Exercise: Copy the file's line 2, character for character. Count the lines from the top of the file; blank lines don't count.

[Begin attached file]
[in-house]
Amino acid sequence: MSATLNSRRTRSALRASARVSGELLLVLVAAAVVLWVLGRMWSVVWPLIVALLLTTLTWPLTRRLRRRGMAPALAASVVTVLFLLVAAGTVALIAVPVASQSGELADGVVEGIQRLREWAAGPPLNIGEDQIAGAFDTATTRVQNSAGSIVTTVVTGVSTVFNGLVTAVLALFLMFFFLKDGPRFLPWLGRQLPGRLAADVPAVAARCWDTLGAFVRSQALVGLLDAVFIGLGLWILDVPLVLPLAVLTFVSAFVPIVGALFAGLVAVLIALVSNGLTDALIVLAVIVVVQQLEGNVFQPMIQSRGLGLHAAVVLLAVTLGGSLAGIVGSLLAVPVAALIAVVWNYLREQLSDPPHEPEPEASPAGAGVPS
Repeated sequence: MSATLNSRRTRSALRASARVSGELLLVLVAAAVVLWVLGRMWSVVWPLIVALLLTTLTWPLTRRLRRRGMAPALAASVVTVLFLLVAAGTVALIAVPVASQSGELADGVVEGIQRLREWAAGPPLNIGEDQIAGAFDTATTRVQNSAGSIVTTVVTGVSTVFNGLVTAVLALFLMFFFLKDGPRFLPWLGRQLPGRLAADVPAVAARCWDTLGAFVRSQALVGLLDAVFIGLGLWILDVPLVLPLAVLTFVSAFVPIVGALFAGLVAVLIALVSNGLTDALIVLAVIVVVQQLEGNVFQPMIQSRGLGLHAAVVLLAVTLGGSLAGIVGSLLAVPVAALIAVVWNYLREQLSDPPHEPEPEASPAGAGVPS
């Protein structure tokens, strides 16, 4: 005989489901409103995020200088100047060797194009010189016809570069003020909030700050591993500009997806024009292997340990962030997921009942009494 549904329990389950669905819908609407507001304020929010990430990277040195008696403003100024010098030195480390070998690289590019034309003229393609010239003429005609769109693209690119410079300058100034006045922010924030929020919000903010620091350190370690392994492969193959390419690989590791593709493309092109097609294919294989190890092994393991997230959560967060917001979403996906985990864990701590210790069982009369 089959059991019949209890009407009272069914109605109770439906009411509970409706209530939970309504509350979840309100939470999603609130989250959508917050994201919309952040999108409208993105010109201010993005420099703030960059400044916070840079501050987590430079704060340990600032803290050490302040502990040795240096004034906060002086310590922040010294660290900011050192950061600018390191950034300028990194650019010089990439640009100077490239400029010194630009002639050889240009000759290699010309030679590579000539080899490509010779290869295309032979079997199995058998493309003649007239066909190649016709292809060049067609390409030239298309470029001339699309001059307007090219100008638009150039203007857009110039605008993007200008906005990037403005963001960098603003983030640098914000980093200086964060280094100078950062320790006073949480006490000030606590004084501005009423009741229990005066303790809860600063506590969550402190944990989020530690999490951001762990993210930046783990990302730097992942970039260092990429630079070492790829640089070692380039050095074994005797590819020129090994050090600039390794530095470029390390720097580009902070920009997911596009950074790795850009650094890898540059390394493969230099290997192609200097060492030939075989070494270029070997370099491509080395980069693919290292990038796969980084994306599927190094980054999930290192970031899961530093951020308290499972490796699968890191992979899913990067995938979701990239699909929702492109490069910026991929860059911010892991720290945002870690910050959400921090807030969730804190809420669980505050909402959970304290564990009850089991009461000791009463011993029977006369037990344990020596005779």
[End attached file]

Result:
Amino acid sequence: MSATLNSRRTRSALRASARVSGELLLVLVAAAVVLWVLGRMWSVVWPLIVALLLTTLTWPLTRRLRRRGMAPALAASVVTVLFLLVAAGTVALIAVPVASQSGELADGVVEGIQRLREWAAGPPLNIGEDQIAGAFDTATTRVQNSAGSIVTTVVTGVSTVFNGLVTAVLALFLMFFFLKDGPRFLPWLGRQLPGRLAADVPAVAARCWDTLGAFVRSQALVGLLDAVFIGLGLWILDVPLVLPLAVLTFVSAFVPIVGALFAGLVAVLIALVSNGLTDALIVLAVIVVVQQLEGNVFQPMIQSRGLGLHAAVVLLAVTLGGSLAGIVGSLLAVPVAALIAVVWNYLREQLSDPPHEPEPEASPAGAGVPS